• Louis CK on bad words

Louis C.K - Cunt & Nigger - YouTube

The first two minutes are about "cunt." They're amusing. At two minutes in, he talks about "the n-word." No, not about "nigger." About "the n-word." I agree 100%.

• Boss Nigger, a blaxploitation film written and co-produced by its star, Fred Williamson

Boss Nigger - Wikipedia

Boss Nigger trailer:


• a reluctant defense of Laura Schlessinger

I don't like the woman any more than anyone left of Jerry Falwell does, but let's be clear: She didn't call anyone a "nigger." She merely observed that the word is often used in some places and taboo in others. If she had said, "Turn on HBO and and all you hear is motherfucker, motherfucker, motherfucker..." would there be this much outrage? If anything, progressives would defend her, because the right to speak taboo words was once a free speech issue.

As Lenny Bruce knew too well. Amusingly, the first video I could find of his famous routine is from the movie about his life, so here's Dustin Hoffman:



If anyone has any evidence that making words forbidden improves people's attitudes about race, please let me know. This seems to be another issue of faith by Critical Race Theorists.

• Patti Smith - "Rock and Roll Nigger'



The comments at youtube (when I read them) are surprisingly insightful: Patti Smith "Rock n' Roll nigger". Maybe my favorites:
My friend worked at a hotel kitchen, and was playing this song on the kitchen boom box. The manager told him to turn if off because it sounded racist, so Matt got all the black people in the kitchen together, told them the lyrics and philosophy behind the song, and asked the brothers, "Is this racist?" There was a unanimous, "No."

[They then said, "You want to end racism in the workplace? Why are all the dishwashers black, and all the cooks white?"]
And:
It's unfortunate that the Afro-American movement didn't make "nigger" an honorific as the Gay movement made "queer"--i.e., "Queer Studies," the queer vision.
• "Woman is the Nigger of the World" - John Lennon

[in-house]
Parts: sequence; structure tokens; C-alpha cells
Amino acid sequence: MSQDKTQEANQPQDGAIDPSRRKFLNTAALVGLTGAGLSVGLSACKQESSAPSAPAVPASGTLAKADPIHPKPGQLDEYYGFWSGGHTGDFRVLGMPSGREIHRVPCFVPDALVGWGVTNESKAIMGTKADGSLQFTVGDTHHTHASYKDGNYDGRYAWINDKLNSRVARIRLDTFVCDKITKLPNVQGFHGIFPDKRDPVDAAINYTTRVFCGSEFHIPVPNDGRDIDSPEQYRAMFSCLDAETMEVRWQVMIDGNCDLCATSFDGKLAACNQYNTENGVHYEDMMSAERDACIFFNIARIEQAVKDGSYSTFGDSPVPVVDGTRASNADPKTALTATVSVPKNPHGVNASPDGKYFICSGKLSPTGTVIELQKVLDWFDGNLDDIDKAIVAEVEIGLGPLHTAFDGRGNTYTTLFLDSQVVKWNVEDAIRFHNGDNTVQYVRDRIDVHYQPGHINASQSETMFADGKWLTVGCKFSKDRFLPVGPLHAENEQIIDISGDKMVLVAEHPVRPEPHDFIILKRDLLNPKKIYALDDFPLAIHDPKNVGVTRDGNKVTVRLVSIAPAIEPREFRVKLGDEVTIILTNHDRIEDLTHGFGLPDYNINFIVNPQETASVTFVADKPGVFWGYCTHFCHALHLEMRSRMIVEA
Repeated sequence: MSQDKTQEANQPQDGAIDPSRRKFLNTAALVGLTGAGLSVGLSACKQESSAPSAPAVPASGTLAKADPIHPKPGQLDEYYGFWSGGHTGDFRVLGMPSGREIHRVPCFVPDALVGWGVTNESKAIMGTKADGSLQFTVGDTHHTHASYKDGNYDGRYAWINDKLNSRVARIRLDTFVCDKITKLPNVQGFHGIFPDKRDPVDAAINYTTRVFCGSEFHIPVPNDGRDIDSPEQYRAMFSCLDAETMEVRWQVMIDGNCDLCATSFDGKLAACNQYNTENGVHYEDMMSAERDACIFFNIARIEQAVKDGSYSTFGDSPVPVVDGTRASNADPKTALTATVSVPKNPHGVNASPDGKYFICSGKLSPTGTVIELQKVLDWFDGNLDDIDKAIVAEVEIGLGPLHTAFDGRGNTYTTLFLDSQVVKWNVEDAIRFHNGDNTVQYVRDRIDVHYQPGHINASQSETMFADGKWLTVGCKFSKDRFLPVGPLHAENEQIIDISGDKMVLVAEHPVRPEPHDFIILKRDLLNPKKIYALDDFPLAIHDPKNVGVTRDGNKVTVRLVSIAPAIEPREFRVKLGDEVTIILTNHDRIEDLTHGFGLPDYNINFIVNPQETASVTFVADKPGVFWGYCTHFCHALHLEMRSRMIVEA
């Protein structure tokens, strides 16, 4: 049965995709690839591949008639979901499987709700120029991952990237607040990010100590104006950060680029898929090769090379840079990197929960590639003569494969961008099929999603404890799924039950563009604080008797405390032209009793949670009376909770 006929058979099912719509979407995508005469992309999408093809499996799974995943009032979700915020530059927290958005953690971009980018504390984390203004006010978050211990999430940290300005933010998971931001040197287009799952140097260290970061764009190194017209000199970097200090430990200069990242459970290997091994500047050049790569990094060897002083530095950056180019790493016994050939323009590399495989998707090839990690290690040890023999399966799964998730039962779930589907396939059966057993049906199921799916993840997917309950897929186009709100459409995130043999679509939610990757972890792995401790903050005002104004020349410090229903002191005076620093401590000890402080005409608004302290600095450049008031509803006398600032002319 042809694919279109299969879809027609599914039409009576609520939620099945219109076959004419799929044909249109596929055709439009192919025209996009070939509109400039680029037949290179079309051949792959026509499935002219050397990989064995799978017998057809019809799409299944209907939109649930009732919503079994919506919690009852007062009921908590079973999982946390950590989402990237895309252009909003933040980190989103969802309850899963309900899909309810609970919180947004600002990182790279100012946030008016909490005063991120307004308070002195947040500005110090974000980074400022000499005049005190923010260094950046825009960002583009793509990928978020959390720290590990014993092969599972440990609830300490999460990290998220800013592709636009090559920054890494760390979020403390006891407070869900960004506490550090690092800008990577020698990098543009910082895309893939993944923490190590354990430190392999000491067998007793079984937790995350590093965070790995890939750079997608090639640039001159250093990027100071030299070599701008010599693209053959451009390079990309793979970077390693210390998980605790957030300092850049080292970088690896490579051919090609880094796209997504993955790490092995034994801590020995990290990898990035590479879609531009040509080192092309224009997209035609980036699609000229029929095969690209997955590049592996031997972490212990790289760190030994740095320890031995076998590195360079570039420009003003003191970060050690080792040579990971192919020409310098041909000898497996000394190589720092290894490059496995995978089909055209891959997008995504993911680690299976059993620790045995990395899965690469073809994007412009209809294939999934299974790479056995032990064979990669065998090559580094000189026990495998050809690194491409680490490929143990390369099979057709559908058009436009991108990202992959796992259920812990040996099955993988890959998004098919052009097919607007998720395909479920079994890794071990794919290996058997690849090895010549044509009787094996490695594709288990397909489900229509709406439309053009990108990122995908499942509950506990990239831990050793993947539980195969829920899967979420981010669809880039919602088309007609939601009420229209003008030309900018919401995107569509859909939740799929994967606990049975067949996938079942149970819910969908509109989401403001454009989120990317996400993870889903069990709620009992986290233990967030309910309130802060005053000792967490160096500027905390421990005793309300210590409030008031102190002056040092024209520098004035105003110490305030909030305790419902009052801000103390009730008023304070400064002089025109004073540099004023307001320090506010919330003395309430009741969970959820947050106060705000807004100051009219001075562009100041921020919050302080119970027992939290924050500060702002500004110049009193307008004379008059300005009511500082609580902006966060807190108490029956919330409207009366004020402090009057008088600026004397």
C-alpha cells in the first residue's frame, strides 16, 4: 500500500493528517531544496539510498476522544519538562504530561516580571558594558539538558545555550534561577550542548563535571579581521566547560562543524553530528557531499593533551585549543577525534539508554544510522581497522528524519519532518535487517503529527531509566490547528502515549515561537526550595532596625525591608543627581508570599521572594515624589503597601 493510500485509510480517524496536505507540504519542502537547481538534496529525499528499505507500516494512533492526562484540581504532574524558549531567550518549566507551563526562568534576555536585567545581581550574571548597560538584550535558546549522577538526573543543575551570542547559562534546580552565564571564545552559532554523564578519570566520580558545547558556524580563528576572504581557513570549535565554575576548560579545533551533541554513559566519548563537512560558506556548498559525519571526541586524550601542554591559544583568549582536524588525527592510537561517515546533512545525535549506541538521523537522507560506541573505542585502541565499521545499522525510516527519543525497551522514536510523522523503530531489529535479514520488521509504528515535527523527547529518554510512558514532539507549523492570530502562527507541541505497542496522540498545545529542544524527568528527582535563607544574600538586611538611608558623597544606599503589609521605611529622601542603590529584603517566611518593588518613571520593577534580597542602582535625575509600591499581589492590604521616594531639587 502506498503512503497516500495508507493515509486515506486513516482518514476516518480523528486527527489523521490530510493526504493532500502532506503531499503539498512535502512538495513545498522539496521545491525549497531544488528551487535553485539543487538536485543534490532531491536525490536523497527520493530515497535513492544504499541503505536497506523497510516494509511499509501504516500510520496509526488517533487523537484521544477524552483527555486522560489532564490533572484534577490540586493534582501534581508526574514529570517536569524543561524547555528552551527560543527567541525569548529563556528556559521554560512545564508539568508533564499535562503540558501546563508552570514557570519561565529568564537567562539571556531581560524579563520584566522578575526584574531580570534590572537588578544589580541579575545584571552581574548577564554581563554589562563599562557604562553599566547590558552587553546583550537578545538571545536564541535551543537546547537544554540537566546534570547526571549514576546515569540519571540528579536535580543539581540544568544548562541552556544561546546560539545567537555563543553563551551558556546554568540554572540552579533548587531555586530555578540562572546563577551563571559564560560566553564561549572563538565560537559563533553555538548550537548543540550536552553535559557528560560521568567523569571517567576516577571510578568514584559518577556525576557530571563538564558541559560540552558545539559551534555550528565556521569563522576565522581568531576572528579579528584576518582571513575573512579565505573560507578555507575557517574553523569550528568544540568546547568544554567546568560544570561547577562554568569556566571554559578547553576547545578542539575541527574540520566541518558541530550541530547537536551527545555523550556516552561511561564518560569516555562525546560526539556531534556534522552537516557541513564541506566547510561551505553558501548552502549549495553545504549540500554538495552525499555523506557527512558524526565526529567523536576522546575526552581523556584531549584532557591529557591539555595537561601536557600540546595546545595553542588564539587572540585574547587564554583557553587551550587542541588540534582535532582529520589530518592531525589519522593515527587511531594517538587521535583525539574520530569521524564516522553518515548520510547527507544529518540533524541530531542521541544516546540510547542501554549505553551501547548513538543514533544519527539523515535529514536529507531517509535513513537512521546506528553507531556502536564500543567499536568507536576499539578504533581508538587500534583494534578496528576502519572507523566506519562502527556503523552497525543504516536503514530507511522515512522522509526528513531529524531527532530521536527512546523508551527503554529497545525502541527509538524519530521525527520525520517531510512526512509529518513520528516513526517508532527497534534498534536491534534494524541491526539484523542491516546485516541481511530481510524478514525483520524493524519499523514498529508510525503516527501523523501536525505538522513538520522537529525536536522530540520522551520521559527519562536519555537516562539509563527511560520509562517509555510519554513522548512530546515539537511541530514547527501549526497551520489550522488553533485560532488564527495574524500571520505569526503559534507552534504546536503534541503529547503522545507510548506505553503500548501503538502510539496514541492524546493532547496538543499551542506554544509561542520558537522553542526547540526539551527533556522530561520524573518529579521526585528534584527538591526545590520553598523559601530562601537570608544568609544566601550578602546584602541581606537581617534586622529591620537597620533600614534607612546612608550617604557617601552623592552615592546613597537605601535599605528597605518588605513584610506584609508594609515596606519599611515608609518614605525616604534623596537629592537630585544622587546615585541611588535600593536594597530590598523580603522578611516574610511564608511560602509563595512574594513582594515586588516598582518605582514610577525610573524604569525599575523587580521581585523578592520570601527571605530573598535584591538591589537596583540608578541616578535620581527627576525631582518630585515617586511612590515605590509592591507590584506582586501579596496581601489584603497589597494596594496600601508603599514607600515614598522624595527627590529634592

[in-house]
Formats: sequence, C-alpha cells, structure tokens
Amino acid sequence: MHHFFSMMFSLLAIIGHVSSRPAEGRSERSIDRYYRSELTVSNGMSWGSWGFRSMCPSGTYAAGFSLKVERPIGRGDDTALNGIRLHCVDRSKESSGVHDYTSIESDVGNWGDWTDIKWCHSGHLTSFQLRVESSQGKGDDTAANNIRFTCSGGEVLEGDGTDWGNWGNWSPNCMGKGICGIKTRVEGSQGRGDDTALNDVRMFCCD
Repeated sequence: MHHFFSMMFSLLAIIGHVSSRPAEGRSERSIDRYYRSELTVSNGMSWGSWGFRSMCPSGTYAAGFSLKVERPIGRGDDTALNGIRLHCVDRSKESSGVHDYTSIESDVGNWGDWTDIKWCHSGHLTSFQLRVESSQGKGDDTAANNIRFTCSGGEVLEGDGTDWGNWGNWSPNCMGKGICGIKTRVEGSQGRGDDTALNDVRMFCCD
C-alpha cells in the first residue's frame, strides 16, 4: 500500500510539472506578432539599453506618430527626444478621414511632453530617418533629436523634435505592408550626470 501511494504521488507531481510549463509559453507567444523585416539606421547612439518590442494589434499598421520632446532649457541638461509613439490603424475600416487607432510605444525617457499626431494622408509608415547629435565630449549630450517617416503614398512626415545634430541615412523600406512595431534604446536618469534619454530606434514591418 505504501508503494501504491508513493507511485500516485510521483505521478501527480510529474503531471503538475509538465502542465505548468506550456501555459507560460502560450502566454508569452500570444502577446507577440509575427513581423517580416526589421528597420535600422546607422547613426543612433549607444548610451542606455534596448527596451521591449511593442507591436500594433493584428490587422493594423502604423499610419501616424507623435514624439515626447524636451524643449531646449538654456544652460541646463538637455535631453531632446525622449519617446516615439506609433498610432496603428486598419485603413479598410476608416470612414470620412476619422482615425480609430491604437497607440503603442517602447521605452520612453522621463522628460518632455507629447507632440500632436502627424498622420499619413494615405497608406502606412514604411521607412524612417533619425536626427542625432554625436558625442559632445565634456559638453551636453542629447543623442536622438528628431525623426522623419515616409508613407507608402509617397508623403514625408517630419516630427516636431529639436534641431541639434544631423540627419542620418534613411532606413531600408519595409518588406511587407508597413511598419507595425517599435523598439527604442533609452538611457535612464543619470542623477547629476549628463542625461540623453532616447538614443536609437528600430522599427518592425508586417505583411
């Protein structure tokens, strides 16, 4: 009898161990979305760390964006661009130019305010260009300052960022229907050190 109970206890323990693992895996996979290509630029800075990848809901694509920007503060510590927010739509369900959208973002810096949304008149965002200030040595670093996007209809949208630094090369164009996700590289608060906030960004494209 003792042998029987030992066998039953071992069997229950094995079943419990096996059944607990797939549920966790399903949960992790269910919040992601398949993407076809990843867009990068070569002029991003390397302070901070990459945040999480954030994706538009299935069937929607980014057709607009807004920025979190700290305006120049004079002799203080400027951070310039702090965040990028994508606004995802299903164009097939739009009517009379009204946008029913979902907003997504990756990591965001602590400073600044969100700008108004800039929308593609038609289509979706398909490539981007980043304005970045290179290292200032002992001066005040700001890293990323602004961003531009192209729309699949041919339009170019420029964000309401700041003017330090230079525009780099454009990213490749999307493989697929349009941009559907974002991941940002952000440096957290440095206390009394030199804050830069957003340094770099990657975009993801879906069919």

This version starts with Dick Cavett interviewing Lennon:



• Chris Rock, classist creep



YouTube - Chris Rock-Niggas Vs. Black People Pt 1

He focuses on poor blacks for most of this, then gets to poor whites at the end. It's fascinating that he saw, in a raw, despise-the-poor way, the class divide that has 40% of black Americans saying there are now two black races.

Note the venue. The only poor folks in there were either showing the people who could afford those tickets to their seats or waiting to clean up after the audience had left. Now, Rock is funny. But his humor here is all about class rage.

I was reminded of his routine by David Mills: The 'Nigger' Top 10.

• on Leadbelly's "Bourgeois Blues" and the Bowdlers of the world

From Wikipedia: "In all but the earliest recording of the song, the original line "Some white folk in Washington / they know just how, call a colored man a nigger just to see him bow" was altered to "give a colored man a nickel just to see him bow", presumably to avoid causing offense." In another place, Leadbelly says he heard a white man saying he didn't want a "Negro" around.



In Ry Cooder's version, Cooder uses "nigger" in both places on the grounds that's how Leadbelly wrote it.



A modern Reverend Bowdler would say the word's too racist to repeat, especially by a white guy, and should be changed to something nicer. After all, didn't Leadbelly change it?